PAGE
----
Obama HHS-Abortion Mandate Hurts Access to Healthcare for the Poor

Opinion   |   Casey Mattox   |   Sep 20, 2012   |   10:17AM   |   Washington, DC

The Obama Administration’s mandate that religious employers provide contraception, abortifacients and sterilization for their employees is a monumental attack on religious liberty: never before has our government chosen to force American citizens to violate their consciences so directly.

Yet while Alliance Defending Freedom successfully makes the case that this law violates employers’ religious freedom, the potentially devastating impacts of this mandate on others should not be ignored.  For because of this mandate, Christian ministries that refuse to compromise their faith will be forced to curtail their services to those in need, forcing them to choose between debilitating fines or abandoning aid to the poor and needy altogether.

Sure, the Obama administration has provided an “exemption.”  But the so-called “exception” has four requirements that an organization wishing to claim its protections must satisfy.  Among others, the organization seeking an exemption must “primarily serve persons who share its religious tenets.”

In other words, Christian ministries must do 1 of 2 things to satisfy the Obama Administration’s demands. Either sacrifice your convictions about sexual ethics or stop serving non-Christians.

Christian ministries feed millions of hungry people all over the world and here at home every day.  They provide clean water and medicine, they build homes, schools, and orphanages, and provide the supplies and staff to run them.  They also work to stop child sex trafficking and provide disaster relief all over the world.  And they don’t turn away the Muslim mother of a hungry child or the Hindu refugee.  It’s that last part that makes them ineligible for any grace from the HHS mandate.  Because they serve persons of other faiths, HHS demands that they must sacrifice tenets of their own faith.

Why would the federal government have any interest in limiting the faiths of those that a Christian ministry can serve?  What possible connection is there between such a ministry’s employee insurance policies and the faith of those served in a Catholic soup kitchen?

None. The Hindu refugee is not interested or affected by the contraception policies of the aid mission in her town. So why would the government care?

It might be that the HHS Mandate really has two aims, the first of which is to establish the primacy of “sexual freedom” over religious liberty in the pecking order of constitutional protections.  Alliance Defending Freedom and our allies are working to ensure that this does not happen.  And the second aim may be to force resistant religious ministries into the prayer closet and out of the public square.  Sadly, such an intention to water down the impact of communities of faith would be in keeping with previous steps the administration has taken to water down America’s stand for freedom of religion abroad to a more private and cloistered “freedom of worship.”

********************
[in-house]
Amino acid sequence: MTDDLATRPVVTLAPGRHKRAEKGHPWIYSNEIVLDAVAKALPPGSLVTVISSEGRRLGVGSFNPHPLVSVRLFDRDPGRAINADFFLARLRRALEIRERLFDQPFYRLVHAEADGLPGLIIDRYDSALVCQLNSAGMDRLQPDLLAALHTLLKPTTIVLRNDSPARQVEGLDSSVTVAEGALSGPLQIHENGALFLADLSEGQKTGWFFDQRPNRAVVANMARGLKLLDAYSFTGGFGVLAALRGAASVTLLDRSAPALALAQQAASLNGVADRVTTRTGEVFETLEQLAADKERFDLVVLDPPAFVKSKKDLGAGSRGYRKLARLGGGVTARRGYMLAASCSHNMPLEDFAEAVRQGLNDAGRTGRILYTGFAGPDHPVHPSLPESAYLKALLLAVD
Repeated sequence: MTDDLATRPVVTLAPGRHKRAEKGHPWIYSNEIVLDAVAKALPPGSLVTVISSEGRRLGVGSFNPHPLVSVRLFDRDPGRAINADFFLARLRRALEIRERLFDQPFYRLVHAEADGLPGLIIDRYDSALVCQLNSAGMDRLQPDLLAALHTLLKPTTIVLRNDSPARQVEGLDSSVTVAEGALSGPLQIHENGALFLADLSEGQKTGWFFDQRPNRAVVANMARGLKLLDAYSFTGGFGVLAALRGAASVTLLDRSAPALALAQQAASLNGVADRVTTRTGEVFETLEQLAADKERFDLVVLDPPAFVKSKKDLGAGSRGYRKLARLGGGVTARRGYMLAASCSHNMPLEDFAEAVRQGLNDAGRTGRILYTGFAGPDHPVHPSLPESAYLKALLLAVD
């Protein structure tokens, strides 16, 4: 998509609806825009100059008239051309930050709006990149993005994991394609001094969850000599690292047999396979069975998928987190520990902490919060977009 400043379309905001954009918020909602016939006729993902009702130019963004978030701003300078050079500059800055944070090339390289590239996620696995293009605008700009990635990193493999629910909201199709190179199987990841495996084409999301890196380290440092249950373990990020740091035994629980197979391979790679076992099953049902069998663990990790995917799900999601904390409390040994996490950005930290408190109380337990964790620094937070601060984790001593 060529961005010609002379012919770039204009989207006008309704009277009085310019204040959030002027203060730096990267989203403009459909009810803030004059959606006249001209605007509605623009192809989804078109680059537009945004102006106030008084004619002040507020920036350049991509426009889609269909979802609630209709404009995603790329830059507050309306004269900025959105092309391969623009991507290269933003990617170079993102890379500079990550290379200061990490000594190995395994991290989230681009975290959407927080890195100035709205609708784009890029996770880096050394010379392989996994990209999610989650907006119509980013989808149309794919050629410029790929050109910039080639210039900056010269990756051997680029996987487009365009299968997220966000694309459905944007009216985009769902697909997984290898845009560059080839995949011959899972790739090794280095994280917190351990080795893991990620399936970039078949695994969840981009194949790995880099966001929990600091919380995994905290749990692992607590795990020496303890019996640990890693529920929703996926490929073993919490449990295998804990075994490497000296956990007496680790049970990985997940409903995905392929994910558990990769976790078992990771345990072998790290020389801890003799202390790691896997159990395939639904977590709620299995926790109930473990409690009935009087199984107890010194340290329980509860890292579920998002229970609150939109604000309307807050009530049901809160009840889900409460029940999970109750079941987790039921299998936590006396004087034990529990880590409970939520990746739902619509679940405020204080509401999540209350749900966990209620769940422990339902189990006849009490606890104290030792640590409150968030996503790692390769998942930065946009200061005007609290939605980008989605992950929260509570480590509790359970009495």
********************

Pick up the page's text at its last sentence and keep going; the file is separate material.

Consider the enormity of what the HHS Mandate asks of Christian ministries.  Demanding that Catholics and others begin providing, without charge, birth control, abortifacients, and sterilizations to their employees is no small matter.  The administration surely also knows that forcing the Catholic Church to sacrifice 2,000 years of teaching is not likely.  Yet, on its face, the administration’s argument that this mandate is necessary because it will expand access to contraception hinges upon the success of that effort.

If religious employers do not succumb and violate their conscience, then their employees gain no increased “access” to contraceptives and abortifacients from them.  Previous polls of Christian medical professionals have shown that over 90% would sacrifice their medical practices altogether before they would violate their conscience and perform or assist in abortions.  Not only are government-compelled violations of conscience immoral and unconstitutional, but they will also fail to produce the “access” claimed.



Surely the administration realizes that Christian ministries will not violate their conscience so easily.  So the administration gave them an alternative.  Step away from the public square.  Stop serving those of other faiths and adopt a confined faith that does not serve your neighbor.  Do this, and you can keep your convictions inviolate.

It is unclear how many Christian ministries, if any, will make this choice and deny aid to those of other faiths in order to meet the government’s demands.  But if they do, it will be the hungry and thirsty, the stranger and the imprisoned, who suffer from the HHS mandate as the government demands that the church retreat from the public square.

LifeNews Note:  Casey Mattox is an attorney with Alliance Defending Freedom. This article originally appeared at The Bell Towers.